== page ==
Last week a squirming toddler with a shy, sweet smile reminded me of the power of my extended Army family. Childcare had fallen through, and Lorelei was hanging with the big girls at a monthly board meeting. It was more of a bored meeting for little Miss L, and I could see her mom’s frustration slowly building as she wiggled and chirped. My girls are now 12 and 15, but I remember the days of constant curiosity, movement and snack puffs. I played a few games of peek-a-boo and then reached my arms out to her. She reached back, and quickly settled on my lap and happily played with a capped pen and notepad. I was not an aunt, sister, cousin or grandma, but at that moment I was family. Army family.
April is the month of the military child, and my two Army brats have been raised in an ever-changing and evolving village that has strengthened and encouraged their development into well rounded and much-loved individuals. There is constant change in our military lives, but another constant is our Army family. Positions on our family tree are never replaced by the new family members we gain along the way but instead, branches are added that strengthen our tree and create a protective cover that literally reaches to the far corners of the world.
My Army family has bathed my children and tucked them into bed during a 14-month deployment that was taking its toll. They have cradled my newborn babies and snuggled with my finicky toddlers. They have made sure my daughters never felt the full brunt of their Daddy’s absence at family events and cheered a little louder on the sidelines. They have saved us from consecutive cereal for supper nights, celebrated birthdays, attended First Communions, Confirmations, Christmas plays and school events from A-Z. They have reminded me of the kind and nurturing side of my teens that I do not always have the ability to see. My girls have loved and been loved by people who enter their lives for short periods of time but leave lasting imprints on their heart.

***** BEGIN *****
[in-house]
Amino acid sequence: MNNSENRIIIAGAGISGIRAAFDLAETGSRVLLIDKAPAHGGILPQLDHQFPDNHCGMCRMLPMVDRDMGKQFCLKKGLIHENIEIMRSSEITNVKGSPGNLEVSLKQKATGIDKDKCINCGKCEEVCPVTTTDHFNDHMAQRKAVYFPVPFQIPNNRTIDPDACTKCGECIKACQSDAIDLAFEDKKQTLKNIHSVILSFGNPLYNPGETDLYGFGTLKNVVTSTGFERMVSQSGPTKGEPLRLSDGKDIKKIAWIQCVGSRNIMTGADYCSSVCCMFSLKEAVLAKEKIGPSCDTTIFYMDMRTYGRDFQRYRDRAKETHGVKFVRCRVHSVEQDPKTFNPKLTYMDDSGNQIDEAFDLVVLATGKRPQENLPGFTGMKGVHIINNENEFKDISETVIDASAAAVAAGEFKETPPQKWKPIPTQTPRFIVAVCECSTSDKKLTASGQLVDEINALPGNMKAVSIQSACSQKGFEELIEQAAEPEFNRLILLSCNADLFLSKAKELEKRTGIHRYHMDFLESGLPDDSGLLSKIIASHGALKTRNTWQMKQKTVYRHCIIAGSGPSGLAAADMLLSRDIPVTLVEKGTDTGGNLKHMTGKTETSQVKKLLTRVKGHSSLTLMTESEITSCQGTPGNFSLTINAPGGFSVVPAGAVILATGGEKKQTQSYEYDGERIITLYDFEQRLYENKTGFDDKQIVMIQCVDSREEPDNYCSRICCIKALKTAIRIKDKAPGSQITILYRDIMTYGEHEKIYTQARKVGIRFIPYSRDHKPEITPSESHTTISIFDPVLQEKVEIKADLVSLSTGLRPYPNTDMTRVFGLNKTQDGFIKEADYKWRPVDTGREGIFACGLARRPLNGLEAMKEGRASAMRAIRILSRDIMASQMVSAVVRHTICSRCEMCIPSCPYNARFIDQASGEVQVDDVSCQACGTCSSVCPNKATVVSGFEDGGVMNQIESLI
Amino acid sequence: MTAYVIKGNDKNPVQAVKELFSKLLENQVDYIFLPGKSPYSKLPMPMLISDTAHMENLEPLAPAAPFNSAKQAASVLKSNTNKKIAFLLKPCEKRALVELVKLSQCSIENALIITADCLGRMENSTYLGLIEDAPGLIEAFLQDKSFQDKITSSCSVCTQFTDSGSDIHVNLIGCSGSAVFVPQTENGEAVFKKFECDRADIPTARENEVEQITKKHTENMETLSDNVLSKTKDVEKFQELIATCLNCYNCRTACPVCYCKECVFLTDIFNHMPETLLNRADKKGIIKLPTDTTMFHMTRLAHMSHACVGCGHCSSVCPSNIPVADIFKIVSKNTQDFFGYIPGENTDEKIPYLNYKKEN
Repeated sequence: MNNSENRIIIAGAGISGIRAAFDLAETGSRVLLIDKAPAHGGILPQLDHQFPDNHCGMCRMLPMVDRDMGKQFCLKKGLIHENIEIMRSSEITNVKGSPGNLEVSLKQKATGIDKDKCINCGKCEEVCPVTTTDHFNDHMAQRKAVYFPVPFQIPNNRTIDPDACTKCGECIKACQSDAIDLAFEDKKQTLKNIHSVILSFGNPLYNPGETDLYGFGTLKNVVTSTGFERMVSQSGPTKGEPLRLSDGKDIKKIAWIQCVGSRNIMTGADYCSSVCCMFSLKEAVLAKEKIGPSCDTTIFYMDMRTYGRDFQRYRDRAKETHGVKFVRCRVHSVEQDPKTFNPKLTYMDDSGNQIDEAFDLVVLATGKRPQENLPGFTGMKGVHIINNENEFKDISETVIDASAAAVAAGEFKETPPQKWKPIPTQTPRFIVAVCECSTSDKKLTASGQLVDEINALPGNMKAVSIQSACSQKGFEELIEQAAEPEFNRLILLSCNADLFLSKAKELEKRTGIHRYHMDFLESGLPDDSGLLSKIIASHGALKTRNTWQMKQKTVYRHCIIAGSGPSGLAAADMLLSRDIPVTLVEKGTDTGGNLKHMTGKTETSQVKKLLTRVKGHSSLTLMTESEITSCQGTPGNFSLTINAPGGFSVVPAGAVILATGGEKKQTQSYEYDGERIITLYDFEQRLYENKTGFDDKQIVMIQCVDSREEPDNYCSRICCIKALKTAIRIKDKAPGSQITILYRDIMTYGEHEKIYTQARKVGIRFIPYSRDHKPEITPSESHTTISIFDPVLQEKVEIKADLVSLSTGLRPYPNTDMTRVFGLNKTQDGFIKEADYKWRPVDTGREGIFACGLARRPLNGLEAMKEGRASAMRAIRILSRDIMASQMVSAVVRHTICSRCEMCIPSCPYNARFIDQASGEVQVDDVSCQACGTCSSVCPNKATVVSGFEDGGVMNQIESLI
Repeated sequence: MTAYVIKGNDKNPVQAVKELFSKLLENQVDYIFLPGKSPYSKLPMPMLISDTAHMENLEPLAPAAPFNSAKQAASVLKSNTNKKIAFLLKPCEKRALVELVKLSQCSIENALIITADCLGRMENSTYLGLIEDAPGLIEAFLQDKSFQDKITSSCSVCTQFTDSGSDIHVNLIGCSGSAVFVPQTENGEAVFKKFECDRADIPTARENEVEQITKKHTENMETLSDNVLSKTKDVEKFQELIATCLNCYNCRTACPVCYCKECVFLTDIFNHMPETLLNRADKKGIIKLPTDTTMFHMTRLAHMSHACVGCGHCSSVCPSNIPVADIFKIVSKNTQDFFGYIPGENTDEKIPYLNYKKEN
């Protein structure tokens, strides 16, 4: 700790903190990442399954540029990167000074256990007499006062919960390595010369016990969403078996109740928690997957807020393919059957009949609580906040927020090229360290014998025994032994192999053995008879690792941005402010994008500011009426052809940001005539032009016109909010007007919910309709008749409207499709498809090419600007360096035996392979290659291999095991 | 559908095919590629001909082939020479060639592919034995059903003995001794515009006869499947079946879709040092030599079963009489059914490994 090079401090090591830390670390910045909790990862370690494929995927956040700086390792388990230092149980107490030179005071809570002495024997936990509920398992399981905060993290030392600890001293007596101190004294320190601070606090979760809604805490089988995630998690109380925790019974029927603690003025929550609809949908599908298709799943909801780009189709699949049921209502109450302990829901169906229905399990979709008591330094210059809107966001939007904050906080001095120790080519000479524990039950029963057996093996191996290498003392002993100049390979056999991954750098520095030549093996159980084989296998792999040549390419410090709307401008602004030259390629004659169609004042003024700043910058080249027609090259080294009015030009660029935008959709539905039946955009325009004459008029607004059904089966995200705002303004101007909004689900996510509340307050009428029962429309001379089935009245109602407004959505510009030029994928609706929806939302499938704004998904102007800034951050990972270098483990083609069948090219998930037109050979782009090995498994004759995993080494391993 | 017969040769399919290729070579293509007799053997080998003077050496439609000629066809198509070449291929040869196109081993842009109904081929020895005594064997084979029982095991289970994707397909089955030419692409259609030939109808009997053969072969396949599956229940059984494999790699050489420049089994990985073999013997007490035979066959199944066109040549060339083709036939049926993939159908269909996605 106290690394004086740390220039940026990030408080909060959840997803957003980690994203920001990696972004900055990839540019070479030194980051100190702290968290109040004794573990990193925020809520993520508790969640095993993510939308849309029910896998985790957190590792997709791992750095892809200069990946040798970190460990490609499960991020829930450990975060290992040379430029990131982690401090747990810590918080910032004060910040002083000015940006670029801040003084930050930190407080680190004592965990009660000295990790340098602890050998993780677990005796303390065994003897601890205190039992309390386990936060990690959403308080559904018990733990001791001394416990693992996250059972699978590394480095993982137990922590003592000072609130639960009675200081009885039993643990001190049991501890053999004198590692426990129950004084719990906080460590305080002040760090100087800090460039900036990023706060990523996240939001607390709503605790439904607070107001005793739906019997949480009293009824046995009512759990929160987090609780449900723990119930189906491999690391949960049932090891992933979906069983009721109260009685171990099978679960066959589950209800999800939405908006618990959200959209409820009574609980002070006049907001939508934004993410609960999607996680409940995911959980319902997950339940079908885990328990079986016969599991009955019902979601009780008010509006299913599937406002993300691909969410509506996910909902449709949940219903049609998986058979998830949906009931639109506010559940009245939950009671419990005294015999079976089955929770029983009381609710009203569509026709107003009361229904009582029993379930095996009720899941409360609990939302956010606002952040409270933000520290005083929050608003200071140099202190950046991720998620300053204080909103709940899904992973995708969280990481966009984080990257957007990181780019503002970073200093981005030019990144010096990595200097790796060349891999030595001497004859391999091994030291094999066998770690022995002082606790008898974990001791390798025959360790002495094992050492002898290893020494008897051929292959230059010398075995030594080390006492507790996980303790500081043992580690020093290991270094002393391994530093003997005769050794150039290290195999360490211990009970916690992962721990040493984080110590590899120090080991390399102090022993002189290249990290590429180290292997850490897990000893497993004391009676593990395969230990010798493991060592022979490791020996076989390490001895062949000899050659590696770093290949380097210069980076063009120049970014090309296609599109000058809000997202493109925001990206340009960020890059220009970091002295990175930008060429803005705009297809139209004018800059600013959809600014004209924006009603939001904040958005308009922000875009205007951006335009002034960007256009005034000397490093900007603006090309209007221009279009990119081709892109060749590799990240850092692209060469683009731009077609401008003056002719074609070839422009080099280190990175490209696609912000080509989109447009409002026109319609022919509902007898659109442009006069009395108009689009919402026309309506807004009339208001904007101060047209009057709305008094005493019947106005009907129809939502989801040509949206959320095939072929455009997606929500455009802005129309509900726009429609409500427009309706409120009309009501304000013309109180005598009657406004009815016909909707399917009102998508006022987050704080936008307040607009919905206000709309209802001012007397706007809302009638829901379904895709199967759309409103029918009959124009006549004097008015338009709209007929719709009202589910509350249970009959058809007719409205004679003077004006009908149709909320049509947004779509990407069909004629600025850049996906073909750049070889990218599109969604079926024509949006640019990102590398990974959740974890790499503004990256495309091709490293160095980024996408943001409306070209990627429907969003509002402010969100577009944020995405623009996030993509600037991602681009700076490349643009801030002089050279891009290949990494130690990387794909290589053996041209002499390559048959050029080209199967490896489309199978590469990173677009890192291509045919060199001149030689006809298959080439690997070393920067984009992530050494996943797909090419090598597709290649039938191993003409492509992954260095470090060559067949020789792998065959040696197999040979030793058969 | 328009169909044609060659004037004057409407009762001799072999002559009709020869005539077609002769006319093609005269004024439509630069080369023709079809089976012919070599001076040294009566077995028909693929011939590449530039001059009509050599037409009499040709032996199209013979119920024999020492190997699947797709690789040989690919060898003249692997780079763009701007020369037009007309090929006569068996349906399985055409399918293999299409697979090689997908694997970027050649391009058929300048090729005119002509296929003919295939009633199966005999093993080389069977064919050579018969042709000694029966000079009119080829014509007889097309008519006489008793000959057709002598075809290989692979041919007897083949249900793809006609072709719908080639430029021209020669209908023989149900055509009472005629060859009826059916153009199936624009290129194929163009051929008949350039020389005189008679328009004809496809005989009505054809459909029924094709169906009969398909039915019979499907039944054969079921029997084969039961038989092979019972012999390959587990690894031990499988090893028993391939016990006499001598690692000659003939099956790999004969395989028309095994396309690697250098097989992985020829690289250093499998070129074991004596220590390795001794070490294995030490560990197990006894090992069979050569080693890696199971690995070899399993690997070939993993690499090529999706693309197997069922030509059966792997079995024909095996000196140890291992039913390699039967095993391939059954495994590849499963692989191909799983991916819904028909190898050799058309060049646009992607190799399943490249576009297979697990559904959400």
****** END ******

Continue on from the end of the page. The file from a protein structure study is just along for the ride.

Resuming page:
The other day my husband randomly started singing, “Good morning to you, good morning to you.” He asked my oldest daughter, Ellie, if she remembered me singing to her in the morning when she was little and I still dared enter her room to wake her. She quickly replied, “No!?” I was completely bummed. How could she not remember our old routine? She walked out of the room, and my husband tried to console me, “It is part of her. She doesn’t remember, but subconsciously it is all part of who she is now.” His words helped ease the sting, and I knew he was right. The influence of our Army family is much the same. The love and memories my girls have experienced are woven into the fabric of who they are becoming. They might not be able to see many of our family and friends on a daily basis, but they are always there.
The lines between my family and my Army family are blurred. I do not delineate. Our family is a big mix of many people, and there is room for everyone. No person can ever replace another; instead, they add to the layers of love that produce children who know there is always room at the table for one more and realize the gift of a new neighbor.
My Army family isn’t perfect, but it has yet to fail me. They will always remember my children frozen in the ages they were when we lived next door 5 assignments ago. They are part of our history, and I will forever be thankful for the family members that arrived on my doorstep one plate of cookies at a time.
“Friends are the family you choose for yourself.” ~ Edna Buchanan
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